Many people with multiple sclerosis experience bowel problems. One of the possible problems is occasional faecal incontinence, where control of the bowel is lost. Fear of having a bowel accident can be very worrying.  

There are many successful approaches to treating and managing episodes of bowel incontinence. Health professionals, including your MS specialist nurse, GP and continence services can work with you to find the solutions that work for you. For some people this can involve trying a number of different approaches.   

What is bowel incontinence?

Bowel incontinence (also called faecal incontinence) is a lack of control over when your bowels open and this can result in leakage and accidents.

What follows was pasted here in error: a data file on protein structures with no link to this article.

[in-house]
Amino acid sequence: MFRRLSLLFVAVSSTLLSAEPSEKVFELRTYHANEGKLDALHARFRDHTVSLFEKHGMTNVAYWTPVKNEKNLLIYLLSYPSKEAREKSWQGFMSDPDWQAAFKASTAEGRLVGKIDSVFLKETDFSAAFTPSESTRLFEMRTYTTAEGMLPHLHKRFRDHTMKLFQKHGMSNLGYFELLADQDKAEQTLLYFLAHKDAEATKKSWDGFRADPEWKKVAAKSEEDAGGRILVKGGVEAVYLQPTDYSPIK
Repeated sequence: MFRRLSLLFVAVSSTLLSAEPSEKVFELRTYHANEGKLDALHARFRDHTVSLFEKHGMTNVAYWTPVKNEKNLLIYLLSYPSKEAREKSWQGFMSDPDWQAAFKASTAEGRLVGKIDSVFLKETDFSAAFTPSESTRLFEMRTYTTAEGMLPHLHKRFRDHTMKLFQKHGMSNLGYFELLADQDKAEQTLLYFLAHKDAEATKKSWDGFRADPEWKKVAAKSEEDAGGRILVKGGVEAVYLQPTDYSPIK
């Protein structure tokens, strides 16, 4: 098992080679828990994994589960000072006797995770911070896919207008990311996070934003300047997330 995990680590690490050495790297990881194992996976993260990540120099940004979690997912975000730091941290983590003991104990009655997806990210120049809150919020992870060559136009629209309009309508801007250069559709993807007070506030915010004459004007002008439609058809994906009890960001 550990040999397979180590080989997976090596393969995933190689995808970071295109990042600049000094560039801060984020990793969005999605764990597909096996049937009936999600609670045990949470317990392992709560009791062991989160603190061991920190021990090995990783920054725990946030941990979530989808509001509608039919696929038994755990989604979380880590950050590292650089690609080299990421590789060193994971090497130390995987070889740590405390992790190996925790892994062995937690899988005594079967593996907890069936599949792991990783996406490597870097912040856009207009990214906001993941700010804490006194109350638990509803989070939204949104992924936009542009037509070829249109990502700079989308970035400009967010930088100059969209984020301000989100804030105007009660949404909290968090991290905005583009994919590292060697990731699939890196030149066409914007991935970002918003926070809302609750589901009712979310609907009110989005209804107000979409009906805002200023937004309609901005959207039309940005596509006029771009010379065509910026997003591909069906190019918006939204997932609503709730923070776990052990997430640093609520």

What causes bowel incontinence?

Bowel accidents can happen in multiple sclerosis for a variety of reasons. The most common cause is constipation, when a hard plug of impacted stool builds up your rectum and loose, watery, diarrhoea like fluid can pass around it and leak out.

Bowel incontinence can also be caused by reduced sensation in your rectum which means that the need to empty the bowel is not recognised. Control of the anal sphincter (the valve which controls the opening and closing of the rectum) can also be impaired. If the stool becomes loose for any reason (over use of laxatives, too much dietary fibre, or gastrointestinal infections causing diarrhoea) bowel incontinence is more likely because it is difficult to feel and control the loose stool.

How many people have bowel accidents?

Studies suggest that as many as five out of ten people with MS experience a bowel accident at some time. They are more common in people who have mobility problems as reaching a toilet quickly may be difficult.